Twitter users joked it could be anything from a Mcdonald's to a Moon Nazi base. 

The Yutu-2 began exploring the far side of the Moon in 2019. It's part of China's fourth mission to the Moon and the second one that involves a rover. Very little is known about the far side of the Moon, and space observes might have to wait a few months until an answer is found. 

Tyler Durden Tue, 12/07/2021 - 05:45
Published:12/7/2021 5:23:05 AM
[Markets] In search of the 'unknown unknowns': Morning Brief Top news and what to watch in the markets on Tuesday, December 7, 2021. Published:12/7/2021 5:23:05 AM
[Markets] Understanding Social Security: Can I receive survivor benefits from my ex-wife before I claim my Social Security? The government says I make too much money
Published:12/7/2021 5:23:05 AM
[Markets] The Decline Of American Empire: A Kübler-Ross Cycle Analysis The Decline Of American Empire: A Kübler-Ross Cycle Analysis

Authored by Andrew Roberts via Quillette.com,

How will the United States react domestically should she be dislodged from her role of global top-dog power by China? As well as the obvious economic and strategic ramifications of an end to American imperium, there will be profound emotional and psychological effects on a society that has taken its hegemony for granted for more than three-quarters of a century.

The via dolorosa presently stretched before the United States will likely encompass the replacement of the dollar as the global currency of last resort, the recognition that the South China Seas are no longer navigable by the US Navy, the understanding that Africa has been effectively colonized by China, and the possible swallowing of Ukraine by Russia and Taiwan by China. If the United States maintains its present course, Americans should prepare themselves for a century of humiliating retreats. So, how are these developments likely to play out in an already deeply divided polity and society?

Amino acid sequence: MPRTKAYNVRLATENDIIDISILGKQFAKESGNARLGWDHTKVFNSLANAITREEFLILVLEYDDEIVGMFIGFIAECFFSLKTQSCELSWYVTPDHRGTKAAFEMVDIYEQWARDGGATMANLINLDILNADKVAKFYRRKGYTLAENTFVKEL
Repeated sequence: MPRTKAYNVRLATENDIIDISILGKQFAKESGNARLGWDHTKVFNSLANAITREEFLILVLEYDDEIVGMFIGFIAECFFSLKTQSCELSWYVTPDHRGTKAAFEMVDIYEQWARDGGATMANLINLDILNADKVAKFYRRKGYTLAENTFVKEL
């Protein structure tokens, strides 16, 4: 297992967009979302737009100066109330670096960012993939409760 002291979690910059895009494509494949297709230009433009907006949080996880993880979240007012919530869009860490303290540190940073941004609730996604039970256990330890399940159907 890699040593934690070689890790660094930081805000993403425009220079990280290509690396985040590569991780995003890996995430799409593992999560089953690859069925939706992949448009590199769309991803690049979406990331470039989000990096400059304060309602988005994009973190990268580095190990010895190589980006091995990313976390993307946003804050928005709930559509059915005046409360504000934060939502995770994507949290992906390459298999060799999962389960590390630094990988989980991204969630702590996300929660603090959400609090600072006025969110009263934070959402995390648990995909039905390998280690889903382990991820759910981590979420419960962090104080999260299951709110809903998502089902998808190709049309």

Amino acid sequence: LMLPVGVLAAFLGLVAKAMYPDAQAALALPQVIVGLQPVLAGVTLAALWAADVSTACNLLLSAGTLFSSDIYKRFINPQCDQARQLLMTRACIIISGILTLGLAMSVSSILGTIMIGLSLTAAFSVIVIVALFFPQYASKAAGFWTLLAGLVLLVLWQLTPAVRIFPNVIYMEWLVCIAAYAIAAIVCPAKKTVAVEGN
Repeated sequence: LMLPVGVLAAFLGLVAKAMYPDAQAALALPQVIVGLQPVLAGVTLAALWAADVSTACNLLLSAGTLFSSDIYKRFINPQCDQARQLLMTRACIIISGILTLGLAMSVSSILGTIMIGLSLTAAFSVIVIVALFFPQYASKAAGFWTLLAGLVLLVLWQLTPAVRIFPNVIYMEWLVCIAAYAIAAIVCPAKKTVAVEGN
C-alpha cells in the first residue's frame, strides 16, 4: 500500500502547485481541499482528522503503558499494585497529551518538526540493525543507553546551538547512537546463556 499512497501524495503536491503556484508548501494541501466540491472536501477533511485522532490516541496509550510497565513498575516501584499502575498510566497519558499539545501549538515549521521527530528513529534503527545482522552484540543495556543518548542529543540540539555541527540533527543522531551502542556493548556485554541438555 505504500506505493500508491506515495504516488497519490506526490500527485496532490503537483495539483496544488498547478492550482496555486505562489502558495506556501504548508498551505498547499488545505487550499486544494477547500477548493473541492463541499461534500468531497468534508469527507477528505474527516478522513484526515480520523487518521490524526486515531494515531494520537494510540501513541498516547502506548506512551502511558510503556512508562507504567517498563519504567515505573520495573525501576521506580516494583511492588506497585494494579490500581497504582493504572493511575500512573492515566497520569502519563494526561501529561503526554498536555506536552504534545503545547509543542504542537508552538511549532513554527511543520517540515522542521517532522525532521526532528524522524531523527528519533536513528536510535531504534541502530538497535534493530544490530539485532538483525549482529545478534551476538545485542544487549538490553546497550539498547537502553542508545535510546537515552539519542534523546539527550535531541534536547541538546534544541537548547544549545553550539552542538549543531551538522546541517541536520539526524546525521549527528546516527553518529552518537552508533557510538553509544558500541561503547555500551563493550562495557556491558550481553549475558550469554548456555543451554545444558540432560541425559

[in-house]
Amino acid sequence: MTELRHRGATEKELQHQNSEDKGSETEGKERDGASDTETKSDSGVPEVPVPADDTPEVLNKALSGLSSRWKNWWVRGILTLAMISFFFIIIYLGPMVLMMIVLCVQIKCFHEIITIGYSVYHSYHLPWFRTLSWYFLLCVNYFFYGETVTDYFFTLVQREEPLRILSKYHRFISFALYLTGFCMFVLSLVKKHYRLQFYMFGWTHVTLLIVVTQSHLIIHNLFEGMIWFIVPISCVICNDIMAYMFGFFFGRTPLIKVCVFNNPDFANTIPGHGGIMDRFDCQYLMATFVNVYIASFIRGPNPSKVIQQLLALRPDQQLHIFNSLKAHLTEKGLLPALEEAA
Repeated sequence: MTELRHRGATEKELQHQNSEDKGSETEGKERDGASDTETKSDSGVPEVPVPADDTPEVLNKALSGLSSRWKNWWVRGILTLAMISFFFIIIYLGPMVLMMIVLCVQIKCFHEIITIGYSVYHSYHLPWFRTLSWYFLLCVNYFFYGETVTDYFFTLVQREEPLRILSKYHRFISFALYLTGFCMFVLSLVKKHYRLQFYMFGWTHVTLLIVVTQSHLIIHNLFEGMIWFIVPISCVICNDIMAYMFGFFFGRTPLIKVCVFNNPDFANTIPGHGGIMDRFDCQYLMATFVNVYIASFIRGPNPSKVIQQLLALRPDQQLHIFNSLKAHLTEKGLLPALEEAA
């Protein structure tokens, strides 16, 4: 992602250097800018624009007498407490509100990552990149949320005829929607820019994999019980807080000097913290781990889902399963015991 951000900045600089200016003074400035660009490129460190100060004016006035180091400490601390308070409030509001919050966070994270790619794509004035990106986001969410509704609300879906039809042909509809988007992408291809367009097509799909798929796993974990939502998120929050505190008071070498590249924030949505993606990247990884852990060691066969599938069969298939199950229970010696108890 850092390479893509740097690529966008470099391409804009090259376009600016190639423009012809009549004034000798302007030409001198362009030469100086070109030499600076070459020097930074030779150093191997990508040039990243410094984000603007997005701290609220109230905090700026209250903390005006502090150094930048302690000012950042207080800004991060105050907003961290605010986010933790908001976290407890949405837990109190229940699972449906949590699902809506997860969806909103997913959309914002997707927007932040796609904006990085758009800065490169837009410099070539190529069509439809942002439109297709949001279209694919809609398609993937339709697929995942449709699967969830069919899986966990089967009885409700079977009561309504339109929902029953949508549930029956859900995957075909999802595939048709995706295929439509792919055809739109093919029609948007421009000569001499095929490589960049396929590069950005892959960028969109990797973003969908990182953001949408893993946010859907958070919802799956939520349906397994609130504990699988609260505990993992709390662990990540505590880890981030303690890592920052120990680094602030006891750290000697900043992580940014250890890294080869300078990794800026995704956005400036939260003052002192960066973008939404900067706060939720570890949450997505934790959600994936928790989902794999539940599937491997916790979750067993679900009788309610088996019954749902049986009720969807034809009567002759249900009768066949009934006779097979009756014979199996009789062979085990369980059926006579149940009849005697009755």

An analogy can be drawn with the British Empire, and the prolonged grieving process experienced by Britons in the three-and-a-half decades after India became independent in 1947. Within a generation and a half, the largest empire in the history of Mankind was reduced to struggling with Argentina over the Falkland Islands. Empires tend to rise and fall faster in modern than in ancient history, so what can Britain’s loss of Empire teach us about the possible decline and fall of America’s?

A useful means of understanding how Britons slowly accommodated themselves to their postwar loss of power and prestige is provided by the Kübler-Ross Grief Cycle—the five-stage process by which individuals deal with tragedy, bereavement, and a dawning knowledge of imminent demise. The British people’s journey through those five stages of grief has profound implications for America, assuming she continues down her chosen path of impotence and retreat.